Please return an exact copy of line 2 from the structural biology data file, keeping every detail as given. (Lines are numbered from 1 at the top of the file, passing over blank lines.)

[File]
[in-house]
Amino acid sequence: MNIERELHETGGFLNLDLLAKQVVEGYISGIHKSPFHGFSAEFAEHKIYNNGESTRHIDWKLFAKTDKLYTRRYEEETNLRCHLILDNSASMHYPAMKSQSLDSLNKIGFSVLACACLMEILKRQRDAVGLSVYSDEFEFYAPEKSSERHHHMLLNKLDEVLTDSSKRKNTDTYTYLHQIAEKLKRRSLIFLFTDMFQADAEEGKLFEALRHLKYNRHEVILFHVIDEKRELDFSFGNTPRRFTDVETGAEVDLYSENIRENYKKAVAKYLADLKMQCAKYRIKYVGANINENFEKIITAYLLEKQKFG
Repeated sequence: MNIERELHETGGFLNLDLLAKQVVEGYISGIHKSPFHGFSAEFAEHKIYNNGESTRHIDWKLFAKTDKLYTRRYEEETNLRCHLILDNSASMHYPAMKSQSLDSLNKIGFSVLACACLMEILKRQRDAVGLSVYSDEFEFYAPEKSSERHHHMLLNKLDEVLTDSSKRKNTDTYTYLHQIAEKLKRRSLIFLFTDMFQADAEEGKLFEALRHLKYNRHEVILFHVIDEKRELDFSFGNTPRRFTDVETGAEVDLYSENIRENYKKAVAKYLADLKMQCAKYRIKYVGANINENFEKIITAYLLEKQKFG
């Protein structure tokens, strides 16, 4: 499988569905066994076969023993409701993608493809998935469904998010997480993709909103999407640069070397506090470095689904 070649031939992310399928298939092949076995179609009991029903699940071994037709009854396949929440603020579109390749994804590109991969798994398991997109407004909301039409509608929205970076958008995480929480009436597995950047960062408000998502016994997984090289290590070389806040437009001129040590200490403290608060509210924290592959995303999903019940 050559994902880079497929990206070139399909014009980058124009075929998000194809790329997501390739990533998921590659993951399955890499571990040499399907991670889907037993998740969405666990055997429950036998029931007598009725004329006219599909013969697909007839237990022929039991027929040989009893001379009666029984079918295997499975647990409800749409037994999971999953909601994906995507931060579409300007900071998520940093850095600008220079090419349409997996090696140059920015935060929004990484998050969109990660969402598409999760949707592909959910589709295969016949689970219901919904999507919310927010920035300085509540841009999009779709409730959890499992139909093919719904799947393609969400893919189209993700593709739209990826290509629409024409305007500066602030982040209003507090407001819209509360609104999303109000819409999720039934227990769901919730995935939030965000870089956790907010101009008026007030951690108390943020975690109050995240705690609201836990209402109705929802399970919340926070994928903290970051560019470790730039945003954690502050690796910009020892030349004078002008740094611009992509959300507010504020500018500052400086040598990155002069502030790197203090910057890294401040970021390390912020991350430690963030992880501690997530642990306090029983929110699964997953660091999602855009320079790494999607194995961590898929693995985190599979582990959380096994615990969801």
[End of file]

Amino acid sequence: MNIERELHETGGFLNLDLLAKQVVEGYISGIHKSPFHGFSAEFAEHKIYNNGESTRHIDWKLFAKTDKLYTRRYEEETNLRCHLILDNSASMHYPAMKSQSLDSLNKIGFSVLACACLMEILKRQRDAVGLSVYSDEFEFYAPEKSSERHHHMLLNKLDEVLTDSSKRKNTDTYTYLHQIAEKLKRRSLIFLFTDMFQADAEEGKLFEALRHLKYNRHEVILFHVIDEKRELDFSFGNTPRRFTDVETGAEVDLYSENIRENYKKAVAKYLADLKMQCAKYRIKYVGANINENFEKIITAYLLEKQKFG